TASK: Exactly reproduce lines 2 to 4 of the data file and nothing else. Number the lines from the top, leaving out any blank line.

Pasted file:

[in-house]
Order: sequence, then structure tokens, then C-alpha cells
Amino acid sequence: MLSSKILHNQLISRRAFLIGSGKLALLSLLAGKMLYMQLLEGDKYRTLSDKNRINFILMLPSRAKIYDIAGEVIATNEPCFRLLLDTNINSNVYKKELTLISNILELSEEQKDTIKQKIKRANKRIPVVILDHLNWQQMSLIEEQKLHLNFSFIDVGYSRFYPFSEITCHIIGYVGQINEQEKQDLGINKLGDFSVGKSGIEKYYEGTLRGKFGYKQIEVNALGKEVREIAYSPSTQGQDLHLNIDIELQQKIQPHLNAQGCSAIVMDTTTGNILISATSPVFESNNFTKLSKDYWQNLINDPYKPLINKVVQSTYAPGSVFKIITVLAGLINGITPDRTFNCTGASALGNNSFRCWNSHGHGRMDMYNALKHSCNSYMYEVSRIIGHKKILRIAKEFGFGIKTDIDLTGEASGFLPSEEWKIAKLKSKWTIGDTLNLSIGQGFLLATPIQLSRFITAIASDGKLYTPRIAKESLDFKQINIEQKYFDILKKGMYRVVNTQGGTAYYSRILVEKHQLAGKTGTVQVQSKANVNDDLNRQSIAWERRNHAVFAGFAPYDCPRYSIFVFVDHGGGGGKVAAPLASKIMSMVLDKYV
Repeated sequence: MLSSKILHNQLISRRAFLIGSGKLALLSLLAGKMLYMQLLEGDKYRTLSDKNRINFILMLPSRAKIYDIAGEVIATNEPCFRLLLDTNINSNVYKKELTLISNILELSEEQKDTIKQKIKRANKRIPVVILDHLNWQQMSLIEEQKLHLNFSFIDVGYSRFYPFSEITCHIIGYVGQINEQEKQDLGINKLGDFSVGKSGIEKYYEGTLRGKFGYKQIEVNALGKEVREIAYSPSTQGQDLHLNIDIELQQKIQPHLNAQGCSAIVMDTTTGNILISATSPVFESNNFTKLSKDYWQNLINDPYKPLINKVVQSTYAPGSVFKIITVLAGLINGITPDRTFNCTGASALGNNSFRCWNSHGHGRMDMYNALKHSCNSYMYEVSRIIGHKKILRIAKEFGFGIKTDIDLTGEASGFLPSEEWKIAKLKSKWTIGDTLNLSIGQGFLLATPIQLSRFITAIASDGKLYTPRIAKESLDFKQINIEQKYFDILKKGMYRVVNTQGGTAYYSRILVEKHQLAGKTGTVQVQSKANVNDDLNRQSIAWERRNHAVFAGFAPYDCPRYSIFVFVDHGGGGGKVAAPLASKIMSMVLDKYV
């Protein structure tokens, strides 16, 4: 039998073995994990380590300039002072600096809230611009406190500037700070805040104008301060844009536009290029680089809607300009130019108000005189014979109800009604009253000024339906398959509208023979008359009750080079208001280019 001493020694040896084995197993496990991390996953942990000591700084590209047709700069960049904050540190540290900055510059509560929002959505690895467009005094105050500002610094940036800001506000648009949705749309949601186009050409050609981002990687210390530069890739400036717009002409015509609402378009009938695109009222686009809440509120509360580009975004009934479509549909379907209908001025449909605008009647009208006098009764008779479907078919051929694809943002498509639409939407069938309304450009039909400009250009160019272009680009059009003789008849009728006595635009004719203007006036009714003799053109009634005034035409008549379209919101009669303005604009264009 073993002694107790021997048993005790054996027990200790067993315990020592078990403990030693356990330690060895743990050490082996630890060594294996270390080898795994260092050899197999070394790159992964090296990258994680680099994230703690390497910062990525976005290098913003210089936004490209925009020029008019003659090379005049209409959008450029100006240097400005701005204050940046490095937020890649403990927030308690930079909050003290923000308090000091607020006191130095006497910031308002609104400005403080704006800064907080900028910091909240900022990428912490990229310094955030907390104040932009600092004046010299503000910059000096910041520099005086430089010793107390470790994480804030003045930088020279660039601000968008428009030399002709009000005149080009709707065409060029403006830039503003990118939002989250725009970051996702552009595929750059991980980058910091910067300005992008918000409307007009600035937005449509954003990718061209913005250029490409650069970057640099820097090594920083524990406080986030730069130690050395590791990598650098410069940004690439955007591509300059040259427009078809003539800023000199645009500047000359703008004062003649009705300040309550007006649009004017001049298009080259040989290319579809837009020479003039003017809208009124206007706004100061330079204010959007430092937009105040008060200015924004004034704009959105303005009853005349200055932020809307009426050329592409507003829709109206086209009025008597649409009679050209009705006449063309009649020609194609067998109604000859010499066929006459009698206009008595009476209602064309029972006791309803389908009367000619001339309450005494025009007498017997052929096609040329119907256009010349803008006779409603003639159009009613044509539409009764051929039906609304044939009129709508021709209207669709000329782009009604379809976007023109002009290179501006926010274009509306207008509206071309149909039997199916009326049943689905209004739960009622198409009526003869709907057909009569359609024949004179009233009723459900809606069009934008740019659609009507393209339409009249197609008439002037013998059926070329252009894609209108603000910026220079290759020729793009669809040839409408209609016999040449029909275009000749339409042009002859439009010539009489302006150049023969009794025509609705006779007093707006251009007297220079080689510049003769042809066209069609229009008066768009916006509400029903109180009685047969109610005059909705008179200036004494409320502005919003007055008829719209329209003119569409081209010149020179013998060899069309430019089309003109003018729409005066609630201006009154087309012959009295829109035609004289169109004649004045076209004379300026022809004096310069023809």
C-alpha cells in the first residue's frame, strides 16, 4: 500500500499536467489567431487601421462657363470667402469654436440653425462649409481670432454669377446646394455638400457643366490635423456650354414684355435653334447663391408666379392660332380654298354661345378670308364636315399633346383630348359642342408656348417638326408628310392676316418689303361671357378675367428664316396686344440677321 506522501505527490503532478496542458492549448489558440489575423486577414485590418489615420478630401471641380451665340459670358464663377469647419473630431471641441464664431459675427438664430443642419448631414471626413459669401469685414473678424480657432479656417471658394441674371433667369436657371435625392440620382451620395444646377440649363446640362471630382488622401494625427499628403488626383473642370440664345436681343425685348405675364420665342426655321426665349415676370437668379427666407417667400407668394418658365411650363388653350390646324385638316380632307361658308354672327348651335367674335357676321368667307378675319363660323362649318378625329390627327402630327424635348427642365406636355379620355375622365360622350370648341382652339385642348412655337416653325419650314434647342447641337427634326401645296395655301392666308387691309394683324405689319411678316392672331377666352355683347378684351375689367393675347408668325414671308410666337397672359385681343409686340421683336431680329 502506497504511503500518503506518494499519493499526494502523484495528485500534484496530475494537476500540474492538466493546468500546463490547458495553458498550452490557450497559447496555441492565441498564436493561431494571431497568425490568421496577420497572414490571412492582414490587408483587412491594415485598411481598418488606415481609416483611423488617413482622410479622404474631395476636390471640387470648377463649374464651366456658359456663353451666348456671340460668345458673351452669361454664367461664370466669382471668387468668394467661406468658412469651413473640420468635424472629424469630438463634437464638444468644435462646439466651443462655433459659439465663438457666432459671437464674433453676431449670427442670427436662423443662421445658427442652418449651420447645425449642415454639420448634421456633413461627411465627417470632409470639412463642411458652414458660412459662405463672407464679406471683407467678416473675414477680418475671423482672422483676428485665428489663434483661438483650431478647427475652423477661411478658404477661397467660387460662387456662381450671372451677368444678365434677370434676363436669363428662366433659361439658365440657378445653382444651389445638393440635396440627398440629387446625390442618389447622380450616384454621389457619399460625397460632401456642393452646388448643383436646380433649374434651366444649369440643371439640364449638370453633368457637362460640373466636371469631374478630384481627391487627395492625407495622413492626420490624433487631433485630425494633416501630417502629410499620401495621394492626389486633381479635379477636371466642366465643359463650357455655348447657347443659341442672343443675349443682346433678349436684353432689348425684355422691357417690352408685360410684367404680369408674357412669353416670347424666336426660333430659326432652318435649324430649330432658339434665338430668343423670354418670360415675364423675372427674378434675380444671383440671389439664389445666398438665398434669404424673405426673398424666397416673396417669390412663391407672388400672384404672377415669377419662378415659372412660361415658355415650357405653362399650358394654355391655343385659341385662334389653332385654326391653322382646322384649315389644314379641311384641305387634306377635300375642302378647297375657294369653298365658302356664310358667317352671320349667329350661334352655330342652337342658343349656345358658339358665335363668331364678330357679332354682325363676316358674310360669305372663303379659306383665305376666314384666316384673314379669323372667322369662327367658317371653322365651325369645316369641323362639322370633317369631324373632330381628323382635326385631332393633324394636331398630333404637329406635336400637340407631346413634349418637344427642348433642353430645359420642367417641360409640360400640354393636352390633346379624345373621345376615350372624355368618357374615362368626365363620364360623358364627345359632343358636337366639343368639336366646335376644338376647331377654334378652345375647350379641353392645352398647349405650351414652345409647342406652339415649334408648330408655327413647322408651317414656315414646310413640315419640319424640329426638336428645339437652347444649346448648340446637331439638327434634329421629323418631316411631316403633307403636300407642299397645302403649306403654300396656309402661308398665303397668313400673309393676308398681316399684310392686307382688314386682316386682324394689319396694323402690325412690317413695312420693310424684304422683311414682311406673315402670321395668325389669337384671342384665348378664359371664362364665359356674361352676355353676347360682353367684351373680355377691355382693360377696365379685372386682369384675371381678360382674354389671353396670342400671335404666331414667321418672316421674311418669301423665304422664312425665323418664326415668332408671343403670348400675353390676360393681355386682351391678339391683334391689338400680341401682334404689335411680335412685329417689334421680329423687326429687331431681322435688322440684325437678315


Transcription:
Order: sequence, then structure tokens, then C-alpha cells
Amino acid sequence: MLSSKILHNQLISRRAFLIGSGKLALLSLLAGKMLYMQLLEGDKYRTLSDKNRINFILMLPSRAKIYDIAGEVIATNEPCFRLLLDTNINSNVYKKELTLISNILELSEEQKDTIKQKIKRANKRIPVVILDHLNWQQMSLIEEQKLHLNFSFIDVGYSRFYPFSEITCHIIGYVGQINEQEKQDLGINKLGDFSVGKSGIEKYYEGTLRGKFGYKQIEVNALGKEVREIAYSPSTQGQDLHLNIDIELQQKIQPHLNAQGCSAIVMDTTTGNILISATSPVFESNNFTKLSKDYWQNLINDPYKPLINKVVQSTYAPGSVFKIITVLAGLINGITPDRTFNCTGASALGNNSFRCWNSHGHGRMDMYNALKHSCNSYMYEVSRIIGHKKILRIAKEFGFGIKTDIDLTGEASGFLPSEEWKIAKLKSKWTIGDTLNLSIGQGFLLATPIQLSRFITAIASDGKLYTPRIAKESLDFKQINIEQKYFDILKKGMYRVVNTQGGTAYYSRILVEKHQLAGKTGTVQVQSKANVNDDLNRQSIAWERRNHAVFAGFAPYDCPRYSIFVFVDHGGGGGKVAAPLASKIMSMVLDKYV
Repeated sequence: MLSSKILHNQLISRRAFLIGSGKLALLSLLAGKMLYMQLLEGDKYRTLSDKNRINFILMLPSRAKIYDIAGEVIATNEPCFRLLLDTNINSNVYKKELTLISNILELSEEQKDTIKQKIKRANKRIPVVILDHLNWQQMSLIEEQKLHLNFSFIDVGYSRFYPFSEITCHIIGYVGQINEQEKQDLGINKLGDFSVGKSGIEKYYEGTLRGKFGYKQIEVNALGKEVREIAYSPSTQGQDLHLNIDIELQQKIQPHLNAQGCSAIVMDTTTGNILISATSPVFESNNFTKLSKDYWQNLINDPYKPLINKVVQSTYAPGSVFKIITVLAGLINGITPDRTFNCTGASALGNNSFRCWNSHGHGRMDMYNALKHSCNSYMYEVSRIIGHKKILRIAKEFGFGIKTDIDLTGEASGFLPSEEWKIAKLKSKWTIGDTLNLSIGQGFLLATPIQLSRFITAIASDGKLYTPRIAKESLDFKQINIEQKYFDILKKGMYRVVNTQGGTAYYSRILVEKHQLAGKTGTVQVQSKANVNDDLNRQSIAWERRNHAVFAGFAPYDCPRYSIFVFVDHGGGGGKVAAPLASKIMSMVLDKYV